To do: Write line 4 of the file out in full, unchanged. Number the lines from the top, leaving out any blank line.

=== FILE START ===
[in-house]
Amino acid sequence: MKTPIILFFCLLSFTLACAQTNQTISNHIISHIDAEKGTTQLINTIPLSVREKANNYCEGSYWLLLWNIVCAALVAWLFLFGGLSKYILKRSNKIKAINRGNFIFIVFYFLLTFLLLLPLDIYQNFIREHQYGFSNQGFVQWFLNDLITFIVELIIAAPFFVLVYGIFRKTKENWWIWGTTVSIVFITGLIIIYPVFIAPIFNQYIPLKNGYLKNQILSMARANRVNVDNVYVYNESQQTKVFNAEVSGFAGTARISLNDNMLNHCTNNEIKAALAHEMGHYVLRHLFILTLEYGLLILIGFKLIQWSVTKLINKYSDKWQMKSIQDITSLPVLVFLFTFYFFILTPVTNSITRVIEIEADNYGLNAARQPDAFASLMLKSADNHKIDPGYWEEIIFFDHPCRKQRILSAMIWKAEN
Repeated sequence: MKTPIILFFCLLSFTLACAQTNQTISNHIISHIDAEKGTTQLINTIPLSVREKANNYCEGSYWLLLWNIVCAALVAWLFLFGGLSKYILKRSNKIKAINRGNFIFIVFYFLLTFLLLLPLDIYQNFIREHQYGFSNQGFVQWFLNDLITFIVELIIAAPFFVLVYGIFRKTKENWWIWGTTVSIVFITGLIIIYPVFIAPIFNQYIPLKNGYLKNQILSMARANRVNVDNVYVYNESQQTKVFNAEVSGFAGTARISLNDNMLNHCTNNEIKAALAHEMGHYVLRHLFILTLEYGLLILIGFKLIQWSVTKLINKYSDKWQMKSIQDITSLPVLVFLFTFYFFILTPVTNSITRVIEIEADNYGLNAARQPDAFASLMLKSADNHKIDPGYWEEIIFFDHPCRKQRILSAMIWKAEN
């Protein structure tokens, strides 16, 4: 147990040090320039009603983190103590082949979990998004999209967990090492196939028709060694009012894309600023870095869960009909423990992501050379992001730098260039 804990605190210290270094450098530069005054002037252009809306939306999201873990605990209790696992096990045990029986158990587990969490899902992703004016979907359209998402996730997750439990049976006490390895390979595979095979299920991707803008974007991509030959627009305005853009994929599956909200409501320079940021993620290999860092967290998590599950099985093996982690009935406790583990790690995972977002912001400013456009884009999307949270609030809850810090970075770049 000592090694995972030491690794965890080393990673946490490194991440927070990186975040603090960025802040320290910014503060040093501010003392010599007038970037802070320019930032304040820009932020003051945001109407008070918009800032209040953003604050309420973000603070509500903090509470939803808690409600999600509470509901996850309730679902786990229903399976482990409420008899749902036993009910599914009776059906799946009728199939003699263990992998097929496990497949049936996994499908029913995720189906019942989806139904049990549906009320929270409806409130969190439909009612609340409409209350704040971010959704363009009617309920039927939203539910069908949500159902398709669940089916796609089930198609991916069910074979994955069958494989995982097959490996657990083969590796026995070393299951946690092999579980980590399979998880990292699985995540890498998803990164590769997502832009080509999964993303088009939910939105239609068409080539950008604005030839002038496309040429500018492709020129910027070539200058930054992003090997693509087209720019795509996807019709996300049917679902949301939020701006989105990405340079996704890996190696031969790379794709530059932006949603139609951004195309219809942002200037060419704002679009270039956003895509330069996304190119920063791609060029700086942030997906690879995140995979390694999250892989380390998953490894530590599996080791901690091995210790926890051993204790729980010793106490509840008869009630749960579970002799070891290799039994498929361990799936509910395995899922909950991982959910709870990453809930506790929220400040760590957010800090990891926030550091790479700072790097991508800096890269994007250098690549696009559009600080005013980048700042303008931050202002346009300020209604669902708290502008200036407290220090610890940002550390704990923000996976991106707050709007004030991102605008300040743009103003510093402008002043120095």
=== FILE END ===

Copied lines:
């Protein structure tokens, strides 16, 4: 147990040090320039009603983190103590082949979990998004999209967990090492196939028709060694009012894309600023870095869960009909423990992501050379992001730098260039 804990605190210290270094450098530069005054002037252009809306939306999201873990605990209790696992096990045990029986158990587990969490899902992703004016979907359209998402996730997750439990049976006490390895390979595979095979299920991707803008974007991509030959627009305005853009994929599956909200409501320079940021993620290999860092967290998590599950099985093996982690009935406790583990790690995972977002912001400013456009884009999307949270609030809850810090970075770049 000592090694995972030491690794965890080393990673946490490194991440927070990186975040603090960025802040320290910014503060040093501010003392010599007038970037802070320019930032304040820009932020003051945001109407008070918009800032209040953003604050309420973000603070509500903090509470939803808690409600999600509470509901996850309730679902786990229903399976482990409420008899749902036993009910599914009776059906799946009728199939003699263990992998097929496990497949049936996994499908029913995720189906019942989806139904049990549906009320929270409806409130969190439909009612609340409409209350704040971010959704363009009617309920039927939203539910069908949500159902398709669940089916796609089930198609991916069910074979994955069958494989995982097959490996657990083969590796026995070393299951946690092999579980980590399979998880990292699985995540890498998803990164590769997502832009080509999964993303088009939910939105239609068409080539950008604005030839002038496309040429500018492709020129910027070539200058930054992003090997693509087209720019795509996807019709996300049917679902949301939020701006989105990405340079996704890996190696031969790379794709530059932006949603139609951004195309219809942002200037060419704002679009270039956003895509330069996304190119920063791609060029700086942030997906690879995140995979390694999250892989380390998953490894530590599996080791901690091995210790926890051993204790729980010793106490509840008869009630749960579970002799070891290799039994498929361990799936509910395995899922909950991982959910709870990453809930506790929220400040760590957010800090990891926030550091790479700072790097991508800096890269994007250098690549696009559009600080005013980048700042303008931050202002346009300020209604669902708290502008200036407290220090610890940002550390704990923000996976991106707050709007004030991102605008300040743009103003510093402008002043120095």